Change is essential for your team to succeed and grow. Organizational change management consists of many models your team can choose from. With this blog, learn about the McKinsey 7-S Framework and how it can lead your business to success with organizational effectiveness and implementing change.
History of the McKinsey 7-S Framework
Two business consultants established the McKinsey 7-S Framework in the 1980s. The project was first assigned to Tom Peters, who had just graduated with a Ph.D. from Stanford. McKinsey’s Director gave Peters the task of looking into organizational effectiveness and implementation issues for the company.
After a few years into the study and development of this idea, Robert Waterman Jr. joined Peters to solidify the framework. The McKinsey 7-S Framework was established at a two-day retreat in San Francisco. The framework was then published and shared through In Search of Excellence.
It is not the strongest or the most intelligent who will survive but those who can best manage change.
How it Works?
The premise of Peter and Waterman’s idea is pinned on seven key points — all of which start with the letter “S”.
They concluded that all these seven key points should work together harmoniously for an organization to work well. Companies and organizations’ leaders should work to align all these seven critical points aligned and usually reinforcing.
This model’s seven key elements are the following.
- Shared values
This structure refers to how authority and leadership in the company are organized. Some organizations call it the chain of command, while others call it the corporate hierarchy.
To implement this model, the company’s structure should be aligned with its overarching goal. The structure should also foster an environment for the company to achieve the goal or changes needed.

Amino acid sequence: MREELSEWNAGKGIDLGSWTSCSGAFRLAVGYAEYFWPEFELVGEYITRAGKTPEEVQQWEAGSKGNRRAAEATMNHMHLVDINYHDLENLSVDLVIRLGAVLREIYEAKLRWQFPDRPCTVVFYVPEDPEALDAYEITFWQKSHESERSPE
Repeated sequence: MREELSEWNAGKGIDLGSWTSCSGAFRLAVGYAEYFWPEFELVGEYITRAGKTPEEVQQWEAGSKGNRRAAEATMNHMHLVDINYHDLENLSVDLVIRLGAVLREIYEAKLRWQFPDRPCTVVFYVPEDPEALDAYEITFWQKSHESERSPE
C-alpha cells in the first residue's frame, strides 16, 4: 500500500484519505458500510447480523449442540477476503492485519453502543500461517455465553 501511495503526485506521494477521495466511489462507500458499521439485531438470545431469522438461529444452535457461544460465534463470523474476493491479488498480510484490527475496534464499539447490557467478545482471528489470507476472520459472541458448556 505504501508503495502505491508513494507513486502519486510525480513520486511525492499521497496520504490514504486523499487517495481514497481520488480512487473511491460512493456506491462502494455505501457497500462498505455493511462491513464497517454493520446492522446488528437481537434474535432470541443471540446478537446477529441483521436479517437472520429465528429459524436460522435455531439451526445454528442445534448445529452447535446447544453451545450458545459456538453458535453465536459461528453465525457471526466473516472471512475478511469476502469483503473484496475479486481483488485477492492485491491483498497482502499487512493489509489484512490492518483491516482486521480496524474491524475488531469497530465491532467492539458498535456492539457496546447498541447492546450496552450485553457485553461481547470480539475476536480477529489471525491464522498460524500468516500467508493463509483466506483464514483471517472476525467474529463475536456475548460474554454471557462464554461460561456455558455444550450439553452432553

For example, if one of the key changes that need to be implemented includes inter-departmental coordination and collaboration, the company’s structure should allow it. There must be a bridge or link between one department and the other. Knowing your structure will also help you, in this case, identify the right people for collaboration and coordination.
The second one is strategy. It refers to an elaborate, carefully-thought master plan for implementing certain things or changes in an organization. This strategy should reflect the main goal and other milestones to reach the goal, specific plans of action, and the long-term effects of the movement at hand.
The strategy should also include plans for distributing the workload and properly communicating orders and demands to various levels of networks within the company. Plans should also include internal and external parts: what the company should do within its walls and what the company should do outside its employees’ network.
To carry out your strategy correctly, you must ensure that your company has the appropriate skillset. First, you must identify the company’s capabilities, administration, and companies. You have to determine its strengths as well as its limits.
Once these are determined, you must align them with the task. Match the skills needed to relevant people in your organization and assign them a specific part of the overall strategy for implementation.
If you are implementing something big and new, testing the waters first is essential. What may be good on paper may not work in real life, so systems are necessary.
Systems in this framework refer to the company’s workflow and culture. It encompasses the daily traffic of decisions and how they are made, including standards by which the entire company operates. Once you know how systems work, you can easily integrate these into your overall strategy.